In my hometown of East Lansing, MI, the investigation of Larry Nassar, DO, a former team doctor for Michigan State University and a volunteer with USA Gymnastics, continues to be displayed in headlines daily and weekly. While Dr. Nassar was sentenced to 60 years in prison for child pornography charges, the entire community is reeling with disgust and, equally important, reeling with distrust.
Dr. Nassar has also pleaded guilty to multiple charges of sexual assault, according to multiple reports. More than 100 women athletes have come forward to accuse Dr. Nassar of their assaults over the last 20 years.
In the wake of what is happening with daily reports of sexual harassment claims and resignation of top executives and political leaders, the topic of trust and abuse of power seems especially relevant to discuss in dentistry.
With our expertise comes a certain level of powerful influence over others. It's an influence I do not take lightly. None of us should. When one of us makes unethical decisions, we all suffer.
Patients become more skeptical, with good reason. Patients go to other resources, such as the internet and co-workers and friends, instead of seeking advice from us. We all lose our credibility when one person in our professional community errs in judgment.
One of the survivors testifying in Dr. Nassar's case is Olympic gymnast Aly Raisman. She explains the devastating effects of trust and what that does for the entire medical community in her open letter printed in the Player's Tribune:
It is all the more devastating when such abuse comes at the hand of such a highly respected doctor, since it leaves victims questioning the organizations -- and even the medical profession itself -- upon which so many rely.
As professionals, we owe it to ourselves to hold each other accountable. We cannot turn the other way and talk ourselves out of seeing what we might have suspected. When we don't want to see the truth, we erode the credibility of our entire profession, and patients lose trust in all of us. Their trust is chipped away case by case.
Close to home
A few years ago, a dentist was charged with overtreatment and fraudulent Medicaid claim submissions in a neighboring town near my practice. When some of those patients transferred to my practice, I noticed their heightened level of distrust. They were angry, and, like Aly Raisman, they will forever trust less.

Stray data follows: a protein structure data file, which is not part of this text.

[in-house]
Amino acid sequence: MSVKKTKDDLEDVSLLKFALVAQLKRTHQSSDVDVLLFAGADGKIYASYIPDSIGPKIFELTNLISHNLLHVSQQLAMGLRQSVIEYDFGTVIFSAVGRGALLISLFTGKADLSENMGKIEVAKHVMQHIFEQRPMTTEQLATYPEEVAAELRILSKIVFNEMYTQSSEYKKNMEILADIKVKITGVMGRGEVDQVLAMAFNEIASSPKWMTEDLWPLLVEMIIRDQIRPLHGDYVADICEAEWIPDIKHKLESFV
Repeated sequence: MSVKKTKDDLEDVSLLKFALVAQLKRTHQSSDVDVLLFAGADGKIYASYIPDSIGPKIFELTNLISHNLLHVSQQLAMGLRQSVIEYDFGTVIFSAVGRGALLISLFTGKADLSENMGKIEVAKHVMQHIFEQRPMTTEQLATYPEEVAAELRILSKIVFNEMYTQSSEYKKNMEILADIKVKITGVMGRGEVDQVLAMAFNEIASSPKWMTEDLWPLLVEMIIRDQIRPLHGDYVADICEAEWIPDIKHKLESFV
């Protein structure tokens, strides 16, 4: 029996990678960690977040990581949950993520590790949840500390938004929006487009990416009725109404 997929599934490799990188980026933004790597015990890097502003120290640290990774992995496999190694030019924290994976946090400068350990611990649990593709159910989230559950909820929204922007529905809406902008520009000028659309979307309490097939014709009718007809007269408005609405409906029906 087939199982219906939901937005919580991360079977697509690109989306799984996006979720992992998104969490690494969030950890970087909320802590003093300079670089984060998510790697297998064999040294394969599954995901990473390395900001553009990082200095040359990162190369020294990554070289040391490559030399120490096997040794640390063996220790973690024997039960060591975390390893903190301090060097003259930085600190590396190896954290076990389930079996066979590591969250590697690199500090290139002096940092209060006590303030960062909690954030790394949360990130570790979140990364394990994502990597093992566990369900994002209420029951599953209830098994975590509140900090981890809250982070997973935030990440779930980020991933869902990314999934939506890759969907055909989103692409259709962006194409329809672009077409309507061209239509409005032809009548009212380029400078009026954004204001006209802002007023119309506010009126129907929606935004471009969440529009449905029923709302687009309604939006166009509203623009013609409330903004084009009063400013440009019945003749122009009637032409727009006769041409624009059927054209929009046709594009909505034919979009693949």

As dental professionals, we feel a lot of pressure to preserve our reputations. Relationships are at stake. Licenses are at stake. It's a big leap to accuse someone of wrongdoings and possibly be wrong. So, I think we have some choices to consider when in this situation:
- Is there any way to get more information about this person with questionable behavior? Can we ask better questions and find out more answers to help resolve this concern? Do we recognize any patterns?
- Is there a hotline to report suspicious behavior? If not, should our national or state associations have one?
- What is our familiarity with peer review in each state? Does our association have a peer-review system in place to offer guidelines for suspected ethical violations?
- If a dentist is not a member of a national or state association, who is ultimately responsible for holding a professional accountable? How does the state board come into play for violations against a dental professional? Do they have a reporting system, and how does it work?
I believe we can do better to report instances of concern and not ruin a colleague's life if we are wrong. But, the culture within our profession will have to evolve a bit more to allow for this to happen. We will need to refine our systems to ensure there is a balance between preserving a professional's rights and recognizing a victim's rights.
If we don't evolve, we risk further erosion of the professional trust felt in our communities. If we don't evolve, we risk harm to the public and we fail as a society to protect our most vulnerable people: our children. The small decisions in our daily lives can make a very large impact on the lives of children and their families.
If we as trained professionals do not see the problems, or fail to report them, how can the public trust us?
We all took an oath to do no harm. We must realize action and inaction can result in harm. Statistically, we know sexual assaults occur in dentistry, too. Let's make sure none of us allow this to happen within our profession ever again. One more is too many. And, trust is never easy to reestablish once lost.
Lisa Knowles, DDS, practices at Haslett East Lansing Dental Health & Wellness in East Lansing, MI, and is the founder and CEO of IntentionalDental Consulting. For more information, contact her at IntentionalDental@gmail.com, or visit her website at Beyond32Teeth.com.
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